Tess of the d’Urbervilles: A Pure Woman Faithfully Presented is a novel by Thomas Hardy. It initially appeared in a censored and serialised version, published by the British illustrated newspaper The Graphic in 1891 and in book form in 1892. Though now considered a major nineteenth century English novel, Tess of the d’Ubervilles received mixed reviews when it first appeared, in part because it challenged the sexual mores of late Victorian England. (Wikipedia)
“This is a thousand pities,” he said gallantly, to two or three of the girls nearest him, as soon as there was a pause in the dance. “Where are your partners, my dears?”
“They’ve not left off work yet,” answered one of the boldest. “They’ll be here by and by. Till then, will you be one, sir?”
“Certainly. But what’s one among so many!”
“Better than none. ‘Tis melancholy work facing and footing it to one of your own sort, and no clipsing and colling at all. Now, pick and choose.”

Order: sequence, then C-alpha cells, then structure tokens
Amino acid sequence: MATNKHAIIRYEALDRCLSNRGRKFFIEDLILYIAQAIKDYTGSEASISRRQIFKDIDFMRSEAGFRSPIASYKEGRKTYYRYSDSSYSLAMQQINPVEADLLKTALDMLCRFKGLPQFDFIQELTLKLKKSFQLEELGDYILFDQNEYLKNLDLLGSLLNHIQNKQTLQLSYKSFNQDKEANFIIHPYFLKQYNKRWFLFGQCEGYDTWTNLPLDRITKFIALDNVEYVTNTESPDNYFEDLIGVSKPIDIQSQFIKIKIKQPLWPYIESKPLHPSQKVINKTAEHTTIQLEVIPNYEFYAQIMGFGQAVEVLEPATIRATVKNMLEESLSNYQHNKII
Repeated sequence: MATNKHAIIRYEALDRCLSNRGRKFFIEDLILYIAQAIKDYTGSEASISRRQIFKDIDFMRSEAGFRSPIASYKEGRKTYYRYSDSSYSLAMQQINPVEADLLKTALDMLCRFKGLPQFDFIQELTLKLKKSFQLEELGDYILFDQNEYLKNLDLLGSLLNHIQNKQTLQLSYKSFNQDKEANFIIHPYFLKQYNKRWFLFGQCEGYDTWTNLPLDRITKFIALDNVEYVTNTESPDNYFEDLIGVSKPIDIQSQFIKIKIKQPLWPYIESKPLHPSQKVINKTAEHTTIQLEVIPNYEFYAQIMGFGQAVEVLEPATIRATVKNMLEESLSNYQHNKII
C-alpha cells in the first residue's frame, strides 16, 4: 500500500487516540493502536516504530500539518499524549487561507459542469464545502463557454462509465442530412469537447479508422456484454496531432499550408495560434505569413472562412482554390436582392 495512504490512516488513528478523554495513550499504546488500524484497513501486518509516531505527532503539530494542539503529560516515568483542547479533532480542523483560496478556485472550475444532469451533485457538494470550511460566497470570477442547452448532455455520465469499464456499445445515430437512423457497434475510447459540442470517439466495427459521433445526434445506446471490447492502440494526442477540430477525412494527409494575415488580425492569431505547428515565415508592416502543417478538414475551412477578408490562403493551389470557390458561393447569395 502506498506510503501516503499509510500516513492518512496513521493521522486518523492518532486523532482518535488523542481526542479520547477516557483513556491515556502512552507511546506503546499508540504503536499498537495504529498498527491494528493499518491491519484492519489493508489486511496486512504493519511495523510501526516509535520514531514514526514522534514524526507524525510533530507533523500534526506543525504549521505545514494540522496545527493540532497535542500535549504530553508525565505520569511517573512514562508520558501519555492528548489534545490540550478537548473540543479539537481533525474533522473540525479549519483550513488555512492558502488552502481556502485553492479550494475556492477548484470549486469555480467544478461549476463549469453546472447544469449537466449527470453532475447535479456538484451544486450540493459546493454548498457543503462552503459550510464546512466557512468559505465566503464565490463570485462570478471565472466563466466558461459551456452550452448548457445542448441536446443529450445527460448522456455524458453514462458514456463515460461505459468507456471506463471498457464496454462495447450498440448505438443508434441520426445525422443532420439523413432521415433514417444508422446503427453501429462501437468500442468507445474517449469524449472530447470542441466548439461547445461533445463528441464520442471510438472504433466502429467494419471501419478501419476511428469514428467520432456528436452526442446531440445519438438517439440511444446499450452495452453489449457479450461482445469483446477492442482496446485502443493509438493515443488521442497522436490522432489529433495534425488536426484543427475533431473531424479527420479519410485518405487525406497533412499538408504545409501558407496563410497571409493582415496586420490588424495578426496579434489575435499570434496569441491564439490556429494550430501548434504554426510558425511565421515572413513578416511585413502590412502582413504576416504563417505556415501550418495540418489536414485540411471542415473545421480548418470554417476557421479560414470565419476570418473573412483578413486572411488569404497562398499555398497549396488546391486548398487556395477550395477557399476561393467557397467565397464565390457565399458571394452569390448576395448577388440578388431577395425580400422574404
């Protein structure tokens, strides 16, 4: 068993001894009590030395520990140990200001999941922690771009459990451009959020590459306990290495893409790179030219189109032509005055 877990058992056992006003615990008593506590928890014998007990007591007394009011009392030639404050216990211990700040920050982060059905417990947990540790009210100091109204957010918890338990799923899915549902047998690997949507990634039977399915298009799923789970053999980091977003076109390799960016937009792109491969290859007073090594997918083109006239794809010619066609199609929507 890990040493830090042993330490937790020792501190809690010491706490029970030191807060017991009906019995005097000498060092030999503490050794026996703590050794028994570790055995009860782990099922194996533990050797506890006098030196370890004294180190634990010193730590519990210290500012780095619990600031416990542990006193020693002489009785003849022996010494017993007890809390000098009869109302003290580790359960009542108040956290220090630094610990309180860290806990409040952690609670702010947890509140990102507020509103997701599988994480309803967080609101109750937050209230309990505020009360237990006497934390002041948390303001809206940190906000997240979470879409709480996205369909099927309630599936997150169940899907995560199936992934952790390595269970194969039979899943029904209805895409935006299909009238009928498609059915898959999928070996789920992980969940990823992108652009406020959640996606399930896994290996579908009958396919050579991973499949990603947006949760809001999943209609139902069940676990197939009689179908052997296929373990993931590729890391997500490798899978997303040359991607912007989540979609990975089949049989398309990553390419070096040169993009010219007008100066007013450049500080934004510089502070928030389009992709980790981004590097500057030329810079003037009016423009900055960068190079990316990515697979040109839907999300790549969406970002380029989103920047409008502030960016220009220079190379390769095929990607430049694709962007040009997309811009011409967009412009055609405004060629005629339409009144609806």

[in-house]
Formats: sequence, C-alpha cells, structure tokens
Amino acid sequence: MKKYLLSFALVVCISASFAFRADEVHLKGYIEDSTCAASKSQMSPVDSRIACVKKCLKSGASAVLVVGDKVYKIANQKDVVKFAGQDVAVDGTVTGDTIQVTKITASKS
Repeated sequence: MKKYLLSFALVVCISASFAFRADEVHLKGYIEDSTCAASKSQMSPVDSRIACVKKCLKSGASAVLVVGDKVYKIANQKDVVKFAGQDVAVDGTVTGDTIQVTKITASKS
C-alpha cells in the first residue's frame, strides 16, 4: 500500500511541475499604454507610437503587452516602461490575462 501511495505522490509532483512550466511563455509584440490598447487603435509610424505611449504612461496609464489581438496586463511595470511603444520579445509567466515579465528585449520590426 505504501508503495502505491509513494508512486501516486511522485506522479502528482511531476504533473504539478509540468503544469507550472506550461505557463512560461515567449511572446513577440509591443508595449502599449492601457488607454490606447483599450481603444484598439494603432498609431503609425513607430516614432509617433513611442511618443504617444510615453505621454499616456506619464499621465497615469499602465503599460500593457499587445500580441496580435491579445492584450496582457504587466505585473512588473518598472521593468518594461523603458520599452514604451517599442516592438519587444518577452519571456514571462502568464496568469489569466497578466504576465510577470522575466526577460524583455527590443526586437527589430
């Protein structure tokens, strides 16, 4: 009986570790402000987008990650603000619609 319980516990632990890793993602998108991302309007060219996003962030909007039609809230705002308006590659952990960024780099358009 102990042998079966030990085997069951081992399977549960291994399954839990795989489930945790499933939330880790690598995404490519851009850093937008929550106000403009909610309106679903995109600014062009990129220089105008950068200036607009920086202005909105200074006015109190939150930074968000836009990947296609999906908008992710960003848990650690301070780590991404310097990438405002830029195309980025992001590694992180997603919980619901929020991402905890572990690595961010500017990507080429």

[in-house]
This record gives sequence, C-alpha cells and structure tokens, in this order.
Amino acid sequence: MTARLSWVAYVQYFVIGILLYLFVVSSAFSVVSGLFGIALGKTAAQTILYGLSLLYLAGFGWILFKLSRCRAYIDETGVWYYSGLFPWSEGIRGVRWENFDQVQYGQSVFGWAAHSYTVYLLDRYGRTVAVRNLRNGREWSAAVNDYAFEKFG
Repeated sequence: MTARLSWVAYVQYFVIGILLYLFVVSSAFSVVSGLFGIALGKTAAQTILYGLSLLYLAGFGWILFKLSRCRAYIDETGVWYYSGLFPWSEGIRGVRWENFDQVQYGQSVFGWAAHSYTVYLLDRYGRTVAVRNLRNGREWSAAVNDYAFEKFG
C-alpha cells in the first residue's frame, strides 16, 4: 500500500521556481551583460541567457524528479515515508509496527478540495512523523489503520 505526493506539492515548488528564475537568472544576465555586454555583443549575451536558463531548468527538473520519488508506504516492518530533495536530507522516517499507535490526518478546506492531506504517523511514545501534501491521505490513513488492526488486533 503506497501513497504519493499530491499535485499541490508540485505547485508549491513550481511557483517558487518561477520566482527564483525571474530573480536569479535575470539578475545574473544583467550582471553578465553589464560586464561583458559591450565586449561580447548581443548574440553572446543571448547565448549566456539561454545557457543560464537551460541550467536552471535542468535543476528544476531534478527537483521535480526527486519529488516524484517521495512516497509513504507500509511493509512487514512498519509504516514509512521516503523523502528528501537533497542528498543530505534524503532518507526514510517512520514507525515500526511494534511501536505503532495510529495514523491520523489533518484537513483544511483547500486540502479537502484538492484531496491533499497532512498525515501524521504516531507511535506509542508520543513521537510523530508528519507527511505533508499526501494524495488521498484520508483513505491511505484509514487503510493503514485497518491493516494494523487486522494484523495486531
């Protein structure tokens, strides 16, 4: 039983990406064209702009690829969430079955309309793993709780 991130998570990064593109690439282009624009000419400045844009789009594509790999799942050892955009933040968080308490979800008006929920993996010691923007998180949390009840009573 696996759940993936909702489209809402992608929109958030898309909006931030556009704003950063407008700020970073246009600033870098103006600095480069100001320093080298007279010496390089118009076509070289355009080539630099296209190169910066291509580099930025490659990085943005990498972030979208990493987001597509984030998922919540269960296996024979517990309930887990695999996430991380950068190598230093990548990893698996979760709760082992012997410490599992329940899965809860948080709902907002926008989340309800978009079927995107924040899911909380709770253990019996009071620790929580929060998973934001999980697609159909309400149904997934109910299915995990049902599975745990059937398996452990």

“‘Ssh—don’t be so for’ard!” said a shyer girl.
The young man, thus invited, glanced them over, and attempted some discrimination; but, as the group were all so new to him, he could not very well exercise it. He took almost the first that came to hand, which was not the speaker, as she had expected; nor did it happen to be Tess Durbeyfield. Pedigree, ancestral skeletons, monumental record, the d’Urberville lineaments, did not help Tess in her life’s battle as yet, even to the extent of attracting to her a dancing-partner over the heads of the commonest peasantry. So much for Norman blood unaided by Victorian lucre.
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